Use common sense to avoid burglaries

It’s the little things.

Burg­lars like them. Rings, gold chains, ear­rings, medi­cine bottles, cell phones, and iPods are small enough to stuff in­to pock­ets, so they are the things burg­lars take out of a house with ease.

And in the 15th Po­lice Dis­trict, the city’s largest, burg­lars have been hav­ing a huge sum­mer do­ing just that.

“There’s been a pretty good in­crease,” said Capt. Frank Bach­may­er, the dis­trict’s com­mand­er.

From Ju­ly 1 to Aug. 17, ac­cord­ing to Bach­may­er, there have been 122 res­id­en­tial burg­lar­ies. Two areas have seen the most, he said: From Levick Street to Bridge Street, from Roosevelt Boulevard to the Delaware River; and from Mar­garet and Ar­rott streets to Church Street, between Oak­land Street and Tor­res­dale Av­en­ue.

No one par­tic­u­lar crim­in­al or group of house­break­ers is thought to be be­hind all or most of the burg­lar­ies, the cap­tain said.


The crooks have been break­ing in through back doors, side doors, win­dows or cut screens. Some­times, they kick in win­dow-moun­ted air con­di­tion­ers and crawl in. And, par­tic­u­larly galling to po­lice, some burg­lars have had it easy. They’ve slipped through un­locked win­dows or simply walked in through un­locked doors.

So what do burg­lars do once in­side? They race up to your bed­room and dump your bur­eau draw­ers as they look for your jew­elry, cash and small elec­tron­ics.

Va­cant build­ings are pop­u­lar with burg­lars, too. They waltz in and dance out with cop­per pipes that they sell for scrap.

The po­lice do catch some of these guys. Bach­may­er said burg­lary ar­rests in the 15th dis­trict are up 47 per­cent this year over last. Those caught have been both ju­ven­iles and adults, and some have been loc­al. Most burg­lars hit homes in their own neigh­bor­hoods.

Burg­lars rarely are caught in the act, however. They’re tracked down by de­tect­ives, but that is prob­ably small com­fort to the people who have been vic­tim­ized.

Bach­may­er has been preach­ing pre­ven­tion. Don’t make your­self an easy vic­tim of what is of­ten a crime of op­por­tun­ity for crooks. Lock your win­dows, lock your doors and don’t leave your cash and jew­elry ly­ing around or stashed in ob­vi­ous places.

And, any­one who does come home to a burg­lary scene should keep in mind that it is just that — a crime scene. Call the po­lice right away. Vic­tims shouldn’t tidy up their homes or start fix­ing any dam­age done by the burg­lars un­til po­lice have gathered any evid­ence the burg­lars have left be­hind.


If you plan to go away dur­ing the up­com­ing long hol­i­day week­end, don’t ad­vert­ise your ab­sence. Sus­pend de­liv­ery of daily pa­pers and your mail, and ask a neigh­bor to keep an eye on your home.

Use elec­tron­ic timers to have your lights go on and off, Lt. Robert Cas­selli said dur­ing an Aug. 17 meet­ing of the 15th dis­trict’s Po­lice Ser­vice Area 1.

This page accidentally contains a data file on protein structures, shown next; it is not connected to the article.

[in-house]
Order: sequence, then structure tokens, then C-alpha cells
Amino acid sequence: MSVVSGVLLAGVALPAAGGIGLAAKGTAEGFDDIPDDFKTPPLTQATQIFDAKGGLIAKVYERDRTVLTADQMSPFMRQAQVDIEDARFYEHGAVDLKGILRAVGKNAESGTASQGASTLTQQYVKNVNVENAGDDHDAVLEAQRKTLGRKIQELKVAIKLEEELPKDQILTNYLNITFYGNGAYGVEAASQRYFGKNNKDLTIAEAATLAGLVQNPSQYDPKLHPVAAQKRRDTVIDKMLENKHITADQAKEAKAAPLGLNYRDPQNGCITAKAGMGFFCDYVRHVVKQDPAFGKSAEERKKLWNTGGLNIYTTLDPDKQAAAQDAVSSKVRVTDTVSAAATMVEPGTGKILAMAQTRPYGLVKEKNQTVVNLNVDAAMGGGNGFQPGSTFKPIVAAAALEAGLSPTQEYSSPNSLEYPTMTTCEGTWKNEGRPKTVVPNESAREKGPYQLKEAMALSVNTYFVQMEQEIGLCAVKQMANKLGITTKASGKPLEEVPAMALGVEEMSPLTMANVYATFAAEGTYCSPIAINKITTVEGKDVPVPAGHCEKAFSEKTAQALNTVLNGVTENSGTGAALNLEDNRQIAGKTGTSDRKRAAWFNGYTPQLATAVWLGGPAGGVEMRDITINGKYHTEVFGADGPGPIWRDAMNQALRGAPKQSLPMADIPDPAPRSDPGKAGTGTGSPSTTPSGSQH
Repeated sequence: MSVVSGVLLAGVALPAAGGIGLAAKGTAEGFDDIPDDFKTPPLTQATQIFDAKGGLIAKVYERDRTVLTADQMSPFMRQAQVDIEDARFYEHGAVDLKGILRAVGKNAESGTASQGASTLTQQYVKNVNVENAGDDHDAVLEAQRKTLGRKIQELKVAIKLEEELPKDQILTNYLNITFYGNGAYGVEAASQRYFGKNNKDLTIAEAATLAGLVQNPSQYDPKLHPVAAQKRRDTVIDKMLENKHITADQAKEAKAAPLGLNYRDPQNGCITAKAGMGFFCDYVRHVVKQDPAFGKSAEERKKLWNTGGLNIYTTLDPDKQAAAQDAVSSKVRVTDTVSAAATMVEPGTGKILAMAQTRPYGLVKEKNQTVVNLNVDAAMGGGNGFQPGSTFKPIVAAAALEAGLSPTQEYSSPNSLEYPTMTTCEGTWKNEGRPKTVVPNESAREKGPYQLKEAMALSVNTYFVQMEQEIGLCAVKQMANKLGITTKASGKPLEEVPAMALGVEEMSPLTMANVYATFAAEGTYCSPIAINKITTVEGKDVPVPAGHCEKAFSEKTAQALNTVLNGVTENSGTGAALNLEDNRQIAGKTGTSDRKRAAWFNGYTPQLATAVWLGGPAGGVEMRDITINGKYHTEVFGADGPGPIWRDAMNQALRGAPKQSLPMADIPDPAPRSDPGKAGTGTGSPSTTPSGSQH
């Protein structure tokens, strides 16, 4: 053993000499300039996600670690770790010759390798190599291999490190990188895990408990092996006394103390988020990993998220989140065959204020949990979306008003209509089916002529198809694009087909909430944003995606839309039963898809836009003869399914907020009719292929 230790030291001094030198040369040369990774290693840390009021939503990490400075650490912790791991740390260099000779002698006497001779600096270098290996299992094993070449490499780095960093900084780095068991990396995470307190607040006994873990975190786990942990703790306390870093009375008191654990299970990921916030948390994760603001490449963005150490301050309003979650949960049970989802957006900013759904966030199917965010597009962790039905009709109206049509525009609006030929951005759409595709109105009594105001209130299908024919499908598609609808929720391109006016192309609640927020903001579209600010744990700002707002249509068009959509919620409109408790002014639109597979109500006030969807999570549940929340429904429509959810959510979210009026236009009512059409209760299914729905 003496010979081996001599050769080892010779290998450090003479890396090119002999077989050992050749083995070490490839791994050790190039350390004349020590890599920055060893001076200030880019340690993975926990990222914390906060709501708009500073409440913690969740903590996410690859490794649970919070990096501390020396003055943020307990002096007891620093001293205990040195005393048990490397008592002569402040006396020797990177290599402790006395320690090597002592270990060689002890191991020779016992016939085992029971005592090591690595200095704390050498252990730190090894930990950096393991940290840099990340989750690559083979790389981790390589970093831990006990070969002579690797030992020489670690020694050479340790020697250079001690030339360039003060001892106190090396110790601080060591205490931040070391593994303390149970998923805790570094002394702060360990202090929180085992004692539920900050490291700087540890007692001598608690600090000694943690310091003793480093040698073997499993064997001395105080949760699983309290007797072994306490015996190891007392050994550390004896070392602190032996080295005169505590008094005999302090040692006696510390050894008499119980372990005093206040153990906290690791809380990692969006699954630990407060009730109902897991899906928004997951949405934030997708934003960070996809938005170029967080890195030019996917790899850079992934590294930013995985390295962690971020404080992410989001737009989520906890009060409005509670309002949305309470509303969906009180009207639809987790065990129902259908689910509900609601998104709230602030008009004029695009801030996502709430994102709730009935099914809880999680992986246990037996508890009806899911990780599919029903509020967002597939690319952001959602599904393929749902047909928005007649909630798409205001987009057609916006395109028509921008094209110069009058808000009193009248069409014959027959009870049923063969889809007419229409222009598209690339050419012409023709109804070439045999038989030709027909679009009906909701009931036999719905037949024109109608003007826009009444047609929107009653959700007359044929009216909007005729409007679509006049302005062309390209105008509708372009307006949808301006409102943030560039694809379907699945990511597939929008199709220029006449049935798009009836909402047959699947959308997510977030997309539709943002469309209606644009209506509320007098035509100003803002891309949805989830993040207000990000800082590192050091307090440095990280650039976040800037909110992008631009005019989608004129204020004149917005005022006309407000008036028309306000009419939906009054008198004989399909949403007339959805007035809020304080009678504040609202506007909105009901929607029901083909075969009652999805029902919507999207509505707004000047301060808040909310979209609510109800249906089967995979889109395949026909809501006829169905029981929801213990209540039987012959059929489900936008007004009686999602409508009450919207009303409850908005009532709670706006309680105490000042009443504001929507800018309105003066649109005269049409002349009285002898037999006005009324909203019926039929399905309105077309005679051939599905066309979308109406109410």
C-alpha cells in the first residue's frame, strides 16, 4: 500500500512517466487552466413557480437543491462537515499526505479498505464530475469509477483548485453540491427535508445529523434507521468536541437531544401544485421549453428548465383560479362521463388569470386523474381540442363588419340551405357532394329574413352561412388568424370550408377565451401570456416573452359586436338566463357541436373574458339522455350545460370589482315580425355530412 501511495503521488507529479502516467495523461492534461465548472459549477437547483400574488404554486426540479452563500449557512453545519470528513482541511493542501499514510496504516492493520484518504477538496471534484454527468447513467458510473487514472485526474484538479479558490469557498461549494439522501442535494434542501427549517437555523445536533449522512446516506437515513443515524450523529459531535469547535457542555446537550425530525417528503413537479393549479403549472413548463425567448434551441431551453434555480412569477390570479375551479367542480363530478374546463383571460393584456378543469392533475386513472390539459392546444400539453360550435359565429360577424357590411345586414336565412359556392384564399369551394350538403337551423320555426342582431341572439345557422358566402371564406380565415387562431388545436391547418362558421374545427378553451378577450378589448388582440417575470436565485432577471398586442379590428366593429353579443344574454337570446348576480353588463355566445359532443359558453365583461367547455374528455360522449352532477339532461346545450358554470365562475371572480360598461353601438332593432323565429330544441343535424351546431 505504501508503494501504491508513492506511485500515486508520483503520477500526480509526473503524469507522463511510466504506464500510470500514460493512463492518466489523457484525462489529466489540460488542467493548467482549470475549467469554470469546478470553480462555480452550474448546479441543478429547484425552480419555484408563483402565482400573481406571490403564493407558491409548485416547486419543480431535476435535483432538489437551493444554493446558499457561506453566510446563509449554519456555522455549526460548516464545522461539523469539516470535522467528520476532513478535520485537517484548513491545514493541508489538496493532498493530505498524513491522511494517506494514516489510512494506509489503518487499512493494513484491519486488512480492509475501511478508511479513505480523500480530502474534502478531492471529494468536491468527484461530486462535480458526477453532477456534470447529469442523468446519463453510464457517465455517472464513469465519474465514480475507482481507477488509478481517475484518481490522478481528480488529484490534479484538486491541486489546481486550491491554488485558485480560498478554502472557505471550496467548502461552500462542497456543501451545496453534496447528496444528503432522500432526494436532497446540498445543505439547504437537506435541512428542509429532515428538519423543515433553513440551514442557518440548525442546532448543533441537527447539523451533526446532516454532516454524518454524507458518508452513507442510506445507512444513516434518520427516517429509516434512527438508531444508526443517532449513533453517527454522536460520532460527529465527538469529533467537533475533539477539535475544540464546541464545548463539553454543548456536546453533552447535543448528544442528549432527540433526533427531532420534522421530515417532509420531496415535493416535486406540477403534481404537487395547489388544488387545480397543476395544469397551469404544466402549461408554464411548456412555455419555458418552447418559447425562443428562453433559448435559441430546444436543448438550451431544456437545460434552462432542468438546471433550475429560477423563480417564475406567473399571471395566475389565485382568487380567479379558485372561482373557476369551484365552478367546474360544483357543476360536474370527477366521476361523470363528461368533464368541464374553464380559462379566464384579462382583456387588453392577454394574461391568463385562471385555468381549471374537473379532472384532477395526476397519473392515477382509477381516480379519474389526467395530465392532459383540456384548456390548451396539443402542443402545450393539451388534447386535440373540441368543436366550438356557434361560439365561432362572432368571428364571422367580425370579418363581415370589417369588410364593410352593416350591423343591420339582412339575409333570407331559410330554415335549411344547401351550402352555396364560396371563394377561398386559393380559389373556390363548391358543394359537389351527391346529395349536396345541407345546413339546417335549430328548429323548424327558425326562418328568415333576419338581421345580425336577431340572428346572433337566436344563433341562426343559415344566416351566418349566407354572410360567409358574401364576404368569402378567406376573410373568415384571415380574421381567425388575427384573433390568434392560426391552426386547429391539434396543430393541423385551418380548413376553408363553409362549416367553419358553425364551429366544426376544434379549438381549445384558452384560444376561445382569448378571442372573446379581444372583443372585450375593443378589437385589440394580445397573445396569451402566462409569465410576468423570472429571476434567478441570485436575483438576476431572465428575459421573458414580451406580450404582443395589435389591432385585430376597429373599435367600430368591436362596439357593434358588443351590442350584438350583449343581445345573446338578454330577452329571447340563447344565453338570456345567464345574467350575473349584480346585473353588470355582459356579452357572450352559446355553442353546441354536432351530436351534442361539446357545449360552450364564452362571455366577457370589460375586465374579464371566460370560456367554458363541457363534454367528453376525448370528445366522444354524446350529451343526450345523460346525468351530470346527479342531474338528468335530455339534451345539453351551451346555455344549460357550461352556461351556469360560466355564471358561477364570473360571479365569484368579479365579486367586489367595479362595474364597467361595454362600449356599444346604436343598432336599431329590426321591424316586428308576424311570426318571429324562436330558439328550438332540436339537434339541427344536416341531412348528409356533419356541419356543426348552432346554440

Move your stuff around. If you have a safety de­pos­it box, use it; put ex­pens­ive jew­elry, ir­re­place­able fam­ily heir­looms, cred­it cards you aren’t tak­ing on your trip, rare stamps or coins and im­port­ant pa­pers in the box. Don’t leave cash around. If you have a bank ac­count, put your money in it.

If you have ir­re­place­able in­form­a­tion on your com­puter, copy it to a flash drive and either take that with you or put that in your safety de­pos­it box.

It might be smart to move your pre­scrip­tion med­ic­a­tions out of your medi­cine cab­in­et be­fore you go away, Cas­selli said. The lieu­ten­ant said there is a big mar­ket for paink­illers, and burg­lars know it. It doesn’t take long to empty out a medi­cine cab­in­et.

Pa­pers build­ing up on your step and let­ters ac­cu­mu­lat­ing in your mail­box aren’t the only signs you’re not home. Be care­ful what you or fam­ily mem­bers put on­line.

Of­ficer Heath­er An­drews said all the in­form­a­tion that people put on so­cial net­work In­ter­net sites can be used by burg­lars.

A de­term­ined burg­lar — who cer­tainly is no friend — will find a way to read the per­son­al in­form­a­tion you’ve lis­ted no mat­ter how you’ve lim­ited ac­cess. He can find out you’re on va­ca­tion, where you are and how long you will be away. Most burg­lars like to get in and out, but if you tell them they can take their time, they will. Check what your kids have put on­line and get them to re­move the stuff that is just an in­form­a­tion bon­anza for house­break­ers.

Noth­ing in these warn­ings is, or should be, news to any­one. Still, some people just won’t be­lieve it is prob­able, or even pos­sible, that any­one will get in­to their homes and swipe their stuff.

“It’s deni­al,” Bach­may­er said in an in­ter­view. “They think it can’t hap­pen to them.” ••

Re­port­er John Loftus can be reached at 215-354-3110 or

Get tipped …

The po­lice are will­ing to alert you per­son­ally when crime is hap­pen­ing near your home or work place. Any­one can sign up for ReadyNo­ti­fyPa, the 15th Po­lice Dis­trict’s com­mand­er, Capt. Frank Bach­may­er, said. Go to www.readyno­ti­

It takes just a few minutes to sign up for po­lice, traffic and weath­er alerts to be sent to your e-mail ac­count, cell phone or pager.

When you sign up, you can re­quest in­form­a­tion about the neigh­bor­hoods in which you live and work and for city­wide alerts, too, Bach­may­er said.

For ex­ample, the cap­tain said, he could put out a no­tice that there is a burg­lary trend near your home along with some safety tips.

That heads-up ser­vice does not op­er­ate 24 hours a day, he said. No­tices are sent only between 6 a.m. and 10 p.m. ••

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